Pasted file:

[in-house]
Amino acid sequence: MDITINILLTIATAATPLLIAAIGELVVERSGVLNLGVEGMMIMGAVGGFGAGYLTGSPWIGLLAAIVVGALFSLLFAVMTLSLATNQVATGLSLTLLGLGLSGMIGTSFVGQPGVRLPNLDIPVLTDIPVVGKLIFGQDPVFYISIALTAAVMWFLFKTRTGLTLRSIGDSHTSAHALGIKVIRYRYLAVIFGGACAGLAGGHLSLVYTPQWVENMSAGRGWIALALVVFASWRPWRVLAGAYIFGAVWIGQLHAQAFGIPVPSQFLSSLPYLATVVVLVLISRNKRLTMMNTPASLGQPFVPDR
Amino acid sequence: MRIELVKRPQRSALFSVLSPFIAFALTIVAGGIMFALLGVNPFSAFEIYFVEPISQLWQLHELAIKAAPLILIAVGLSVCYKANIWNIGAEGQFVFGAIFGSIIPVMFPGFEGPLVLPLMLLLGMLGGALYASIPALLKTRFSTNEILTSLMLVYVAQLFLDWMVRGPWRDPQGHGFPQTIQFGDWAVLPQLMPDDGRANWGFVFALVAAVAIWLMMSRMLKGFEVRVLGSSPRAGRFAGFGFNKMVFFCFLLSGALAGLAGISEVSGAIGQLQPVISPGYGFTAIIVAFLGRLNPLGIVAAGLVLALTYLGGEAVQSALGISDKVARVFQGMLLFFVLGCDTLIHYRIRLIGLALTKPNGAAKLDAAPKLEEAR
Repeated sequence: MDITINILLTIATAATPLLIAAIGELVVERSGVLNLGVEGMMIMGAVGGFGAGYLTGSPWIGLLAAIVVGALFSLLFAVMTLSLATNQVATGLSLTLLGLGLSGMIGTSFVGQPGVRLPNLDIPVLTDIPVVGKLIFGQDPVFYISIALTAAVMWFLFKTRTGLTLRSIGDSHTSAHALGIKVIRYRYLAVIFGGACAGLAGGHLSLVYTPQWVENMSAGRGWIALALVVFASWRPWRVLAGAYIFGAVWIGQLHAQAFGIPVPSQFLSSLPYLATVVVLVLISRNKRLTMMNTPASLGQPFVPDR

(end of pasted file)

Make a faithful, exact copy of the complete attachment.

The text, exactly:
[in-house]
Amino acid sequence: MDITINILLTIATAATPLLIAAIGELVVERSGVLNLGVEGMMIMGAVGGFGAGYLTGSPWIGLLAAIVVGALFSLLFAVMTLSLATNQVATGLSLTLLGLGLSGMIGTSFVGQPGVRLPNLDIPVLTDIPVVGKLIFGQDPVFYISIALTAAVMWFLFKTRTGLTLRSIGDSHTSAHALGIKVIRYRYLAVIFGGACAGLAGGHLSLVYTPQWVENMSAGRGWIALALVVFASWRPWRVLAGAYIFGAVWIGQLHAQAFGIPVPSQFLSSLPYLATVVVLVLISRNKRLTMMNTPASLGQPFVPDR
Amino acid sequence: MRIELVKRPQRSALFSVLSPFIAFALTIVAGGIMFALLGVNPFSAFEIYFVEPISQLWQLHELAIKAAPLILIAVGLSVCYKANIWNIGAEGQFVFGAIFGSIIPVMFPGFEGPLVLPLMLLLGMLGGALYASIPALLKTRFSTNEILTSLMLVYVAQLFLDWMVRGPWRDPQGHGFPQTIQFGDWAVLPQLMPDDGRANWGFVFALVAAVAIWLMMSRMLKGFEVRVLGSSPRAGRFAGFGFNKMVFFCFLLSGALAGLAGISEVSGAIGQLQPVISPGYGFTAIIVAFLGRLNPLGIVAAGLVLALTYLGGEAVQSALGISDKVARVFQGMLLFFVLGCDTLIHYRIRLIGLALTKPNGAAKLDAAPKLEEAR
Repeated sequence: MDITINILLTIATAATPLLIAAIGELVVERSGVLNLGVEGMMIMGAVGGFGAGYLTGSPWIGLLAAIVVGALFSLLFAVMTLSLATNQVATGLSLTLLGLGLSGMIGTSFVGQPGVRLPNLDIPVLTDIPVVGKLIFGQDPVFYISIALTAAVMWFLFKTRTGLTLRSIGDSHTSAHALGIKVIRYRYLAVIFGGACAGLAGGHLSLVYTPQWVENMSAGRGWIALALVVFASWRPWRVLAGAYIFGAVWIGQLHAQAFGIPVPSQFLSSLPYLATVVVLVLISRNKRLTMMNTPASLGQPFVPDR